Did you go strawberry picking last weekend? Did you haul home too many and they are disintegrating faster than you are able to can, preserve, or pluck them individually into your mouth? Do you have strawberry-stained fingers and toddlers? Boy, do I have a treat for you.
It’s like a strawberry shortcake, stuffed inside a single cake. No wait, it’s a strawberry and cream scone, with overripe strawberries that melt, their juices trickling free of their 2-by-1 confines, as they bake. It’s a mistake, a terrible, terrible mistake, this stuffing of fresh, unstructured berries inside a structured baked good; it might make a red puddled mess around each, like sweet, innocent biscuits got lost on the set of a trashy vampire movie. That can’t be right, can it? Shouldn’t a scone be a tidier thing?
I thought long and hard about this when I made these what I confess to be a year ago. A whole year I’ve known you could do this — make a happy mess with berries and cream, all in the name of breakfast — and I didn’t tell you. I was just fiddling around. I didn’t think anyone would actually care about such a
mash smash-up. And then yesterday morning, I was trying to do some spring cleaning on my hard drive, which is understandably groaning under the weight of 1000+ photos I shot for the book and everything you’ve seen here since, and I saw these and I realized I missed them very much. That they were such a fun way to start a weekend morning; you should have a chance to do the same.
One year ago: Roasted Peppers with Capers and Mozarella
Two years ago: Lamb Chops with Pistachio Tapenade
Three years ago: Lemon Mint Granita and Pickled Sugar Snap Peas
Four years ago: S’More Pie and Jim Lahey’s Potato Pizza
Five years ago: Black Bottom Cupcakes and Spring Vegetable Stew
Strawberries and Cream Biscuits
Last year, I shared a cake in which strawberries would ideally almost melt into the batter, leaving jammy puddles in their wake. Needless to say, that inspired these. What I learned from the comments is that baked goods like this — where you want the strawberries to almost melt — really work best with the more fragile berries you’d pick yourself or get at a farmers market, preferably when they’re almost or actually overripe. Grocery store strawberries — firmer stock, designed for long-distance shipping — will also be delicious here, but they’re less likely to melt and trickle.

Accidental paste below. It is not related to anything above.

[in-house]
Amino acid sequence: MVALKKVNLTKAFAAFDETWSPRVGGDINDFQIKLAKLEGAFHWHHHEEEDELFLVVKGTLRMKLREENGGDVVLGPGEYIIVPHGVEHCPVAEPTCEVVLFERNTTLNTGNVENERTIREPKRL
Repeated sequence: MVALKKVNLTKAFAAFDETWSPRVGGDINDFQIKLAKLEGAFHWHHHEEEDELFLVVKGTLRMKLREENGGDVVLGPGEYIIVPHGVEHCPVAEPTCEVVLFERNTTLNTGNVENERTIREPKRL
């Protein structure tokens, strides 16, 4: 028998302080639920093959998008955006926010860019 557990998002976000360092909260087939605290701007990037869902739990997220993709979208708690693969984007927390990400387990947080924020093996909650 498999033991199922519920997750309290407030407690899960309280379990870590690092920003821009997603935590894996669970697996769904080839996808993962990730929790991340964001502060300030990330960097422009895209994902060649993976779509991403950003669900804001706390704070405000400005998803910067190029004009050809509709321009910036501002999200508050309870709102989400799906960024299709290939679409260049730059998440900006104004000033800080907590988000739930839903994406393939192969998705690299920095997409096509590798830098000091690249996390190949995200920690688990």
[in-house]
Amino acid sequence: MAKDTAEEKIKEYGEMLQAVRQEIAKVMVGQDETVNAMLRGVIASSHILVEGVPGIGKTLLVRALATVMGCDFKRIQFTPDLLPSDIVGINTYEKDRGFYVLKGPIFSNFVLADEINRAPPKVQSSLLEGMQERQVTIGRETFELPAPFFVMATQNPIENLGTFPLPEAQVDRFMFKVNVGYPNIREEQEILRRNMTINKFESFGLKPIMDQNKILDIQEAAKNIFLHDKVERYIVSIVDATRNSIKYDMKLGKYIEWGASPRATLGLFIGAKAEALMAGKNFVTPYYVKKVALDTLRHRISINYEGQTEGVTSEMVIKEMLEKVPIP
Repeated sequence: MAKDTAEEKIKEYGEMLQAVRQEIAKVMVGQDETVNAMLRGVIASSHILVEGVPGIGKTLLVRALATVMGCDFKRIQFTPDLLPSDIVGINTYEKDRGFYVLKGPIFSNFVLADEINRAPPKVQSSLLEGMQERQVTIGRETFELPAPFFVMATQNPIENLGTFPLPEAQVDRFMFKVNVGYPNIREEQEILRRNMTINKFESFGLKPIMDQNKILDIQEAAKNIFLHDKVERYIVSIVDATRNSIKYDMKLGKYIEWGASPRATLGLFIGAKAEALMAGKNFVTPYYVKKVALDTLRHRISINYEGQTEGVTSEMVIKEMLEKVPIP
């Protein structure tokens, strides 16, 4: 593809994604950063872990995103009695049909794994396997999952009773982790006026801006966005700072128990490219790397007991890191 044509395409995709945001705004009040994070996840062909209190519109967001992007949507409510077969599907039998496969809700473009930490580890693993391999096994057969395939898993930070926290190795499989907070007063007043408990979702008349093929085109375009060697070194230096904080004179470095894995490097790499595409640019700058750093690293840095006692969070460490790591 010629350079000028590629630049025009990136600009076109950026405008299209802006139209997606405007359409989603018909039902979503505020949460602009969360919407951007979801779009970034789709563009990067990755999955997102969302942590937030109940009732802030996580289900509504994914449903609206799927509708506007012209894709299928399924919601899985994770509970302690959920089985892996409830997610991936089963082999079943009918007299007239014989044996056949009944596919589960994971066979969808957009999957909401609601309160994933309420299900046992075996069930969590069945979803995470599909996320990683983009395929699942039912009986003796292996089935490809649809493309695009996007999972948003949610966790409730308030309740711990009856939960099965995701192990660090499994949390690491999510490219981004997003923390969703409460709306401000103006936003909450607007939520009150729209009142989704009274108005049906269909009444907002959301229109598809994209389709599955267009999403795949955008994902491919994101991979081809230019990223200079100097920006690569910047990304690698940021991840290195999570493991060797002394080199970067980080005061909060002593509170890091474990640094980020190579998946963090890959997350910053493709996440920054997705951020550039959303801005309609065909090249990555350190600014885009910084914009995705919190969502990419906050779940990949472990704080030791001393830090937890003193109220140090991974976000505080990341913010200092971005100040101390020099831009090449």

2 1/4 cups (280 grams) all-purpose flour
1 tablespoon (15 grams) aluminum-free baking powder
1/4 cup (50 grams) granulated sugar
1/2 teaspoon table salt
6 tablespoons (85 grams) cold, unsalted butter
1 cup (about 130 grams) chopped very ripe strawberries (I quarter small or medium ones and further chop larger ones)
1 cup heavy cream
Preheat oven to 425 degrees. Line a large baking sheet with parchment paper.
In the bottom of a large, wide-ish bowl, whisk flours, baking powder, sugar and salt together. Add butter, either by cutting it in with two knives or a pastry blender (alternatively, you can freeze the butter and grate it in on the large holes of a box grater; a tip I learned from you guys) cut it into the flour mixture with a pastry blender, breaking it up until the mixture resembles a crumbly meal with tiny pea-sized bits of butter about. Gently stir in the strawberries, so that they are coated in dry ingredient, then stir in heavy cream. (I like to use a rubber spatula to gently lift and turn the ingredients over each other.) When you’ve mixed it in as best as you can with the spatula, go ahead and knead it once or twice in the bowl, to create one mass. Do not worry about getting the dough evenly mixed. It’s far more important that the dough is not overworked.
Generously flour your counter. With as few movements as possible, transfer your dough to the counter, generously flour the top of it and with your hands or a rolling pin, gently roll or press the dough out to a 3/4-inch thickness. Cut into 2 1/2-inch circles with a floured biscuit cutter or top edge of a drinking glass, pressing straight down and not twisting (this makes for nice layered edges) as you cut. Carefully transfer scones to prepared baking sheet, leaving a couple inches between each.
You can re-roll the scraps of dough, but don’t freak out over how wet the dough becomes as the strawberries have had more time to release their juice. They’ll still bake up wonderfully.
Bake the scones for 12 to 15 minutes, until bronzed at the edges and the strawberry juices are trickling out of the biscuits in places. Cool in pan for a minute, then transfer to a cooling rack. Serve warm or at room temperature.
Do ahead: Biscuits are generally best the day they are baked. However, if you wish to get a lead on them, you can make them, arrange them on your parchment-lined sheet and freeze them. If you’re prepping just one day in advance, cover the tray with plastic wrap and bake them the day you need them. If you’re preparing them more than one day in advance, once they are frozen, transfer them to a freezer bag or container. Bring them back to a parchment-lined sheet when you’re ready to bake them. No need to defrost the froze, unbaked scones, just add 2 to 3 minutes to your baking time.